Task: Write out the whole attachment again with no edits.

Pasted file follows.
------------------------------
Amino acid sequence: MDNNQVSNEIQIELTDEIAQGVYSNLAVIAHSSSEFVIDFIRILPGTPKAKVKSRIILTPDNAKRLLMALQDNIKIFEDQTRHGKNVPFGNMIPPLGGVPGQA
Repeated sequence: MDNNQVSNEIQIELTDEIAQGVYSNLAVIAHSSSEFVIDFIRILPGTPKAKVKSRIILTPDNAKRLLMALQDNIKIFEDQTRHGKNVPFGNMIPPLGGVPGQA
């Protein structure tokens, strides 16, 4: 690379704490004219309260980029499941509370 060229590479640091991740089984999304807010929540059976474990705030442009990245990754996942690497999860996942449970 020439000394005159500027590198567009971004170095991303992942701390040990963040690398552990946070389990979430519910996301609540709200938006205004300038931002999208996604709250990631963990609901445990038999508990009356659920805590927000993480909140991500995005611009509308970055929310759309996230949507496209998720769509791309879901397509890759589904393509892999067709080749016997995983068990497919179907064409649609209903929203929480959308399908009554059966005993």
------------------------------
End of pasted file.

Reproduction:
Amino acid sequence: MDNNQVSNEIQIELTDEIAQGVYSNLAVIAHSSSEFVIDFIRILPGTPKAKVKSRIILTPDNAKRLLMALQDNIKIFEDQTRHGKNVPFGNMIPPLGGVPGQA
Repeated sequence: MDNNQVSNEIQIELTDEIAQGVYSNLAVIAHSSSEFVIDFIRILPGTPKAKVKSRIILTPDNAKRLLMALQDNIKIFEDQTRHGKNVPFGNMIPPLGGVPGQA
């Protein structure tokens, strides 16, 4: 690379704490004219309260980029499941509370 060229590479640091991740089984999304807010929540059976474990705030442009990245990754996942690497999860996942449970 020439000394005159500027590198567009971004170095991303992942701390040990963040690398552990946070389990979430519910996301609540709200938006205004300038931002999208996604709250990631963990609901445990038999508990009356659920805590927000993480909140991500995005611009509308970055929310759309996230949507496209998720769509791309879901397509890759589904393509892999067709080749016997995983068990497919179907064409649609209903929203929480959308399908009554059966005993």